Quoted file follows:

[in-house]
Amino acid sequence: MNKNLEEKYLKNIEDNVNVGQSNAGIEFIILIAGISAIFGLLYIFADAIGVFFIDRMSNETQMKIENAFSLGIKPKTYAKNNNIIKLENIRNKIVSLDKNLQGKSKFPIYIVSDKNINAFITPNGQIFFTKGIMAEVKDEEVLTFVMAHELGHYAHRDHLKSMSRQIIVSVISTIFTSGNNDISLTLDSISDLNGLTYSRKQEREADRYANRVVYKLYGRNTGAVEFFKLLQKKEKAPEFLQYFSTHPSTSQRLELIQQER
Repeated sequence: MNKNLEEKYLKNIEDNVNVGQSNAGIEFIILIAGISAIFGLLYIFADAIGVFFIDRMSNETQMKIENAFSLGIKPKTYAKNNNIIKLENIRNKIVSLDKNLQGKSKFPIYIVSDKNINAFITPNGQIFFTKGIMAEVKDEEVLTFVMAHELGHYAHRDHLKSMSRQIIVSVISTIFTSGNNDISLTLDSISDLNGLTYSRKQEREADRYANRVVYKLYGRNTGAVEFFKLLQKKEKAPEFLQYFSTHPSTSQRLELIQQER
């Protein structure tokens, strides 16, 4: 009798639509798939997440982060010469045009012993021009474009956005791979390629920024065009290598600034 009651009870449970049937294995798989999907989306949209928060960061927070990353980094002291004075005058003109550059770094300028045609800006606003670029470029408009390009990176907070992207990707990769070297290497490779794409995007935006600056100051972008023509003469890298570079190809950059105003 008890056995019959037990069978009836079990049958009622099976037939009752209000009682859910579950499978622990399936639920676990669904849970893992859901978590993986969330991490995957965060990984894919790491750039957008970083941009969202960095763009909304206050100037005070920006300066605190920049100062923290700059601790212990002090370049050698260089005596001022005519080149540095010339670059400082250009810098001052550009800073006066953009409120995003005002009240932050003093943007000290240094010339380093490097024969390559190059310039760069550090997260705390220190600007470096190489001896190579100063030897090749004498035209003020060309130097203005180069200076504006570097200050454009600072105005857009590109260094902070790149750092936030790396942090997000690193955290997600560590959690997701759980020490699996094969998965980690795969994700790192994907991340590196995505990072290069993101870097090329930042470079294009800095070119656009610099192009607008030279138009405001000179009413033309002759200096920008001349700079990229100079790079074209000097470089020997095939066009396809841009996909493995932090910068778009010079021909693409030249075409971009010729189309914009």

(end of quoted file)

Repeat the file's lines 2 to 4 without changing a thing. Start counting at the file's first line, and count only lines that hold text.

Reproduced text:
Amino acid sequence: MNKNLEEKYLKNIEDNVNVGQSNAGIEFIILIAGISAIFGLLYIFADAIGVFFIDRMSNETQMKIENAFSLGIKPKTYAKNNNIIKLENIRNKIVSLDKNLQGKSKFPIYIVSDKNINAFITPNGQIFFTKGIMAEVKDEEVLTFVMAHELGHYAHRDHLKSMSRQIIVSVISTIFTSGNNDISLTLDSISDLNGLTYSRKQEREADRYANRVVYKLYGRNTGAVEFFKLLQKKEKAPEFLQYFSTHPSTSQRLELIQQER
Repeated sequence: MNKNLEEKYLKNIEDNVNVGQSNAGIEFIILIAGISAIFGLLYIFADAIGVFFIDRMSNETQMKIENAFSLGIKPKTYAKNNNIIKLENIRNKIVSLDKNLQGKSKFPIYIVSDKNINAFITPNGQIFFTKGIMAEVKDEEVLTFVMAHELGHYAHRDHLKSMSRQIIVSVISTIFTSGNNDISLTLDSISDLNGLTYSRKQEREADRYANRVVYKLYGRNTGAVEFFKLLQKKEKAPEFLQYFSTHPSTSQRLELIQQER
């Protein structure tokens, strides 16, 4: 009798639509798939997440982060010469045009012993021009474009956005791979390629920024065009290598600034 009651009870449970049937294995798989999907989306949209928060960061927070990353980094002291004075005058003109550059770094300028045609800006606003670029470029408009390009990176907070992207990707990769070297290497490779794409995007935006600056100051972008023509003469890298570079190809950059105003 008890056995019959037990069978009836079990049958009622099976037939009752209000009682859910579950499978622990399936639920676990669904849970893992859901978590993986969330991490995957965060990984894919790491750039957008970083941009969202960095763009909304206050100037005070920006300066605190920049100062923290700059601790212990002090370049050698260089005596001022005519080149540095010339670059400082250009810098001052550009800073006066953009409120995003005002009240932050003093943007000290240094010339380093490097024969390559190059310039760069550090997260705390220190600007470096190489001896190579100063030897090749004498035209003020060309130097203005180069200076504006570097200050454009600072105005857009590109260094902070790149750092936030790396942090997000690193955290997600560590959690997701759980020490699996094969998965980690795969994700790192994907991340590196995505990072290069993101870097090329930042470079294009800095070119656009610099192009607008030279138009405001000179009413033309002759200096920008001349700079990229100079790079074209000097470089020997095939066009396809841009996909493995932090910068778009010079021909693409030249075409971009010729189309914009």